A class action lawsuit was filed in Oakland, California, claiming that Skittles carry a toxin that makes them unsafe to eat.
The lawsuit was filed by Jenile Thames, a resident of San Leandro, California, on July 14. It alleges that the candy, which is owned by Mars Inc., contains “heightened levels” of titanium dioxide.
In 2016, Mars issued a statement saying that they intended to stop using the agent in their products within five years. However, Thames said that Skittles still contain the substance.
“Titanium dioxide is a chemical. It is actually found in nature, but it can also be manmade. And it’s used for basically a lot of different things but mostly as a whitening agent,” Dr. Kelly Johnson-Arbor, a medical toxicologist and director at National Capital Poison Center, told NTD, a sister outlet of The Epoch Times, in an interview. “Titanium dioxide is present in a lot of things that we use every day, from shampoos to foods to coffee creamer.”
The lawsuit alleges that titanium dioxide can cause DNA, organ, and brain damage along with lesions in the kidneys and liver. It also states that the European Union has banned the chemical’s use in foods and that this ban will go into effect in August.
“There have been studies in rats and mice that have shown that exposure to high amounts of titanium dioxide may cause problems with genetic material, may cause inflammation, and in some cases may cause cancer,” said Johnson-Arbor. “So based on those studies, the European Union has decided that titanium dioxide is really not safe as a food additive, so they have banned its use in foods starting this year. We have not banned it in the U.S., and that’s probably because there’s just not a lot of good evidence. A lot, actually most, of the evidence has been done on animals. We don’t really have any good evidence that titanium dioxide is harmful to humans.”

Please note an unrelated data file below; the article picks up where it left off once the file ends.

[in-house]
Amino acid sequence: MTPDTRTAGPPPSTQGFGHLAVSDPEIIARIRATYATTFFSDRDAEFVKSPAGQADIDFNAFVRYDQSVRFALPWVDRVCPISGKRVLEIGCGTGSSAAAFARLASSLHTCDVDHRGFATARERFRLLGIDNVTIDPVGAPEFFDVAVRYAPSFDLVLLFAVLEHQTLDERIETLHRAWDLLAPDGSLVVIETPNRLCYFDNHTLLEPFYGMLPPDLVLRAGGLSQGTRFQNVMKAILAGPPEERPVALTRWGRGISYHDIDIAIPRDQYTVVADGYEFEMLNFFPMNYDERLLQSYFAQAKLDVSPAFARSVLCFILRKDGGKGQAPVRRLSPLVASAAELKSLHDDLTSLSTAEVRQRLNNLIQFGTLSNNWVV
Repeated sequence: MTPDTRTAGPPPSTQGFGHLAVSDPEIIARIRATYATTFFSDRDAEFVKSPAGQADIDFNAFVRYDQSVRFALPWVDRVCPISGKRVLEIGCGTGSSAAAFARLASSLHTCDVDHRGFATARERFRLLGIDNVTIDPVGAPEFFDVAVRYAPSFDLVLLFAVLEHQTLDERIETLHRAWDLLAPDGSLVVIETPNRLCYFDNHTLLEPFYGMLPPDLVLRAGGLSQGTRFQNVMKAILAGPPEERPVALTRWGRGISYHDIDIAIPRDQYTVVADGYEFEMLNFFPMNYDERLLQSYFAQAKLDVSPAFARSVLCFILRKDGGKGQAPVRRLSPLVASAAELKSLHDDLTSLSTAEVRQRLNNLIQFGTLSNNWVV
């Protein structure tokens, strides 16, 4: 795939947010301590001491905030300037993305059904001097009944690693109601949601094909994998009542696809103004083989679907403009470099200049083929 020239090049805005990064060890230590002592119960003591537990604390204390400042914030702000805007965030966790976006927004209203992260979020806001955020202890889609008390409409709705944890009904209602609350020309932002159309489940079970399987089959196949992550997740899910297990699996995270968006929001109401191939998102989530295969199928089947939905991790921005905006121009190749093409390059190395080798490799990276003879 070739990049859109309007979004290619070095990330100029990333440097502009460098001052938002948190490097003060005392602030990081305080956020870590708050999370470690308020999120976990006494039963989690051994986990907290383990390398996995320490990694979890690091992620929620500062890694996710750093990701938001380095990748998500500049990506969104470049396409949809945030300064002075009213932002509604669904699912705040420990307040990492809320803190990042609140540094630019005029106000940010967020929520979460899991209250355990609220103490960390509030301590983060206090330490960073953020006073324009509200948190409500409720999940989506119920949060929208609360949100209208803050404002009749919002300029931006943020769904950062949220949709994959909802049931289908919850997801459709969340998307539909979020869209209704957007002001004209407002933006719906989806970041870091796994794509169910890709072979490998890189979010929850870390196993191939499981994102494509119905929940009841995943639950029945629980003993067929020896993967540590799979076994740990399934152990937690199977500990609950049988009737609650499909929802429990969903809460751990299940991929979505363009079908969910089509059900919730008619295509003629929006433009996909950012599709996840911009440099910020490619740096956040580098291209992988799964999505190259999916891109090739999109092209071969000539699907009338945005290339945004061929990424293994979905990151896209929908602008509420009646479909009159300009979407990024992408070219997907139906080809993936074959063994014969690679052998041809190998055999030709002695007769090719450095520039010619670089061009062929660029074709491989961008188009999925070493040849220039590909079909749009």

The FDA does allow titanium dioxide in food as long as it “does not exceed 1 percent by weight of the food.”
Should the average person be concerned about eating a bag of Skittles? Johnson-Arbor is not really concerned about titanium dioxide in Skittles.
“It’s there in small amounts. It’s in a lot of things that we encounter every day, and we don’t have any good evidence that it causes disease in humans,” she said.
The lawsuit, Thames v. Mars Inc., is seeking unspecified damages for California consumer protection law violations and fraud.
Mars did not immediately respond to a request for comment.